In the summer 2010 Indian Report, we wrote “Though tribal lands make up less than 5 percent of the total land mass of the United States, they hold about 10 percent of the nation’s total renewable energy resources. If the United States were to make full use of the solar potential on tribal land alone, the entire country could be powered 4 or 5 times over (at 2004 consumption levels).”
Development of solar and wind energy resources on tribal lands could bring a significant economic benefit to Indian country and could mitigate oil dependence for the entire nation. Why, then, are these resources not more fully developed?
The holdup appears to be in the complex laws and regulations that govern the use of Indian lands – even by the tribes themselves. Building a solar or wind facility on Indian lands could take as much as three times as long as a project outside of Indian country, because of bureaucratic hurdles in the current regulations, which were established in 1961. Under those rules, according to the Department of the Interior, it is not uncommon for a simple mortgage application to languish for several years awaiting approval from the federal government.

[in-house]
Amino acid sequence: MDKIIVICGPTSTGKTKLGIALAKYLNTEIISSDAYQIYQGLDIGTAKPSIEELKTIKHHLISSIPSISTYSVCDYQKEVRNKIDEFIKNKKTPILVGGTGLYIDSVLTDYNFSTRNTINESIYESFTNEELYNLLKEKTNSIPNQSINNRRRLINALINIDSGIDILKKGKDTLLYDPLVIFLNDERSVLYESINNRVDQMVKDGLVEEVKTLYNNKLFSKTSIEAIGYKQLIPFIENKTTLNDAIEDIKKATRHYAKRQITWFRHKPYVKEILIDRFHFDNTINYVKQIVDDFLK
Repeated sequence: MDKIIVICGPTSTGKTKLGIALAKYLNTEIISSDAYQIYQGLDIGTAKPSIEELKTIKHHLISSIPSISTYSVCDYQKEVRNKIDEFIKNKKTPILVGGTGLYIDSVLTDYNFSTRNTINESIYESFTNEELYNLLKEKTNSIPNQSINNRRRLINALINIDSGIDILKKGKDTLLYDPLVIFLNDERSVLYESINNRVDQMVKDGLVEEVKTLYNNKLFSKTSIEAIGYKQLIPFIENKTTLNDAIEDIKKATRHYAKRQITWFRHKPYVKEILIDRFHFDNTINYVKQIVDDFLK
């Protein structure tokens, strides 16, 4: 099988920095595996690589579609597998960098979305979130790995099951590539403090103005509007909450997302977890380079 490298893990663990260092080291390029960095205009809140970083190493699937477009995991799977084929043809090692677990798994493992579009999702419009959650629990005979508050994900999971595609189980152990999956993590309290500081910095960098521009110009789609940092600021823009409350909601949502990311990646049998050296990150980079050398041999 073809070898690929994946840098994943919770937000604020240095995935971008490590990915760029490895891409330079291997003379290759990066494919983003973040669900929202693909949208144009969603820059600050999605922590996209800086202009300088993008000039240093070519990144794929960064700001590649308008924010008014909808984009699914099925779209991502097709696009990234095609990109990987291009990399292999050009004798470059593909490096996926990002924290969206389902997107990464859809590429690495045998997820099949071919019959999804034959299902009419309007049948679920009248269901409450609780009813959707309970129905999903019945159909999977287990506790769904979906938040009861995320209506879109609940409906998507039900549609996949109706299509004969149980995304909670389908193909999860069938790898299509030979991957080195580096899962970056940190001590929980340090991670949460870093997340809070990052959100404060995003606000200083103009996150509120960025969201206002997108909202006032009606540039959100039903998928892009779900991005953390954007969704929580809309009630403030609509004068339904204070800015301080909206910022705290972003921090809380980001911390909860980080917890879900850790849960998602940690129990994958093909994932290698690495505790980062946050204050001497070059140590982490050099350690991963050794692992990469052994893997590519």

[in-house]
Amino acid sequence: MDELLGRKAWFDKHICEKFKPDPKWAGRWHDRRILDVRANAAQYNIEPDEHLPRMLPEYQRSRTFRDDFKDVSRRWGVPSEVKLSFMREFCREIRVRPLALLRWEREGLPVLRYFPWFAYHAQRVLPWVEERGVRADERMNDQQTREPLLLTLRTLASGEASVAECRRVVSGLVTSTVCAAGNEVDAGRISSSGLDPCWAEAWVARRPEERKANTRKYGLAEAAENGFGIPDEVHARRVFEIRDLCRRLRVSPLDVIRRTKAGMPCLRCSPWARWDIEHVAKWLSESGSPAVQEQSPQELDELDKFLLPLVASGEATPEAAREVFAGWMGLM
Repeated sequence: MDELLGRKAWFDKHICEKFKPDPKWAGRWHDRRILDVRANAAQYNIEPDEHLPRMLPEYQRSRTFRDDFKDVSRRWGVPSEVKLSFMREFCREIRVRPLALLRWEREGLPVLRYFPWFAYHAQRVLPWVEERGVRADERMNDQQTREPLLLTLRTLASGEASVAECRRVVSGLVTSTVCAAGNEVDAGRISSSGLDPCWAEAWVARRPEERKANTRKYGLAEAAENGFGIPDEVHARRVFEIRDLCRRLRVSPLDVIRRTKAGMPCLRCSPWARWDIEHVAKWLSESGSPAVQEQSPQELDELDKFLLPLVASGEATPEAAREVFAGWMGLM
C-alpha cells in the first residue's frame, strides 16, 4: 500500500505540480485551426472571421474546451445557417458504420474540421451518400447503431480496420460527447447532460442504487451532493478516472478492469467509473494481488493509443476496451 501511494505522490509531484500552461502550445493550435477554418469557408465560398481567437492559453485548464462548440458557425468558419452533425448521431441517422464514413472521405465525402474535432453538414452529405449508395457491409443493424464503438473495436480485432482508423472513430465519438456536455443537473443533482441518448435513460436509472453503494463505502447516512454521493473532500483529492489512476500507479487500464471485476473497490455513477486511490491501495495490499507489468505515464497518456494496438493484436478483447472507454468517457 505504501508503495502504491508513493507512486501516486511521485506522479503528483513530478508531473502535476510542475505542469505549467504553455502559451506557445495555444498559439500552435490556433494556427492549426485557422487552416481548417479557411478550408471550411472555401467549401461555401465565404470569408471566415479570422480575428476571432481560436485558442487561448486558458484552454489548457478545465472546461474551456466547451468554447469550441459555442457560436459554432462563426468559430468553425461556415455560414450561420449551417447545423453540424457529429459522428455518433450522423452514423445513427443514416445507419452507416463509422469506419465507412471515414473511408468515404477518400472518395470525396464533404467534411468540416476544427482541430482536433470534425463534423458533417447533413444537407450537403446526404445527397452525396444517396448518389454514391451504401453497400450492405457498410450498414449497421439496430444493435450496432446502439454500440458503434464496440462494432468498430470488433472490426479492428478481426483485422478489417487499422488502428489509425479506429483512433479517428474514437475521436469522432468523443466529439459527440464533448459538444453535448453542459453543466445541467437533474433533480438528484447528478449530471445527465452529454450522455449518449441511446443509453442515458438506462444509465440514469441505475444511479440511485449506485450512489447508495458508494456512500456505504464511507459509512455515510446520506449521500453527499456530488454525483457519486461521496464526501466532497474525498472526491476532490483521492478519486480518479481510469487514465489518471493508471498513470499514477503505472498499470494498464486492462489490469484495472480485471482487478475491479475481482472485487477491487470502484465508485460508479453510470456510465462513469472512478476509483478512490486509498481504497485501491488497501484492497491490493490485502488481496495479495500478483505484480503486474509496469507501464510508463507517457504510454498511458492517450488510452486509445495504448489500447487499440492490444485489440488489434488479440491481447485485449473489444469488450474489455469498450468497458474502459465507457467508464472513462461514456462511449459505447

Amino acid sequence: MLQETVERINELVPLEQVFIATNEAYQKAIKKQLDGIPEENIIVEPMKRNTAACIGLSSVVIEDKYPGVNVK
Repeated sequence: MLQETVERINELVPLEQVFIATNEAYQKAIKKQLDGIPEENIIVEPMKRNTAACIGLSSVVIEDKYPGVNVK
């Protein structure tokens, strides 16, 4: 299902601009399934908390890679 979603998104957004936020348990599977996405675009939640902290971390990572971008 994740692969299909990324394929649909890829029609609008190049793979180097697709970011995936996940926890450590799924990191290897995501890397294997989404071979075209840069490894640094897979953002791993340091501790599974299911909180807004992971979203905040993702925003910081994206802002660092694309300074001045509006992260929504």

Energy legislation introduced in 2010, and the HEARTH Act approved by the Senate Indian Affairs Committee and the House Interior Committee this year, have addressed these delays. But neither attempt has resulted in a final bill, signed by the president. So in November, the Department of the Interior published revised regulations to try to accomplish through administrative rules what the Congress has not been able to achieve. The new regulations, now open for public comment, set 30-day and 60-day time limits for approvals of residential leases and leases for business, public, or religious purposes. The new rule also includes new procedures for the approval of wind energy evaluation and wind and solar resource development leases.
“At its core, this reform is about good government and supporting self-determination for Indian Nations,” said Assistant Secretary Larry Echo Hawk. “The revised regulations will bring greater transparency, efficiency and workability to the Bureau of Indian Affairs approval process, and will provide tribal communities and individuals certainty and flexibility when it comes to decisions on the use of their land.”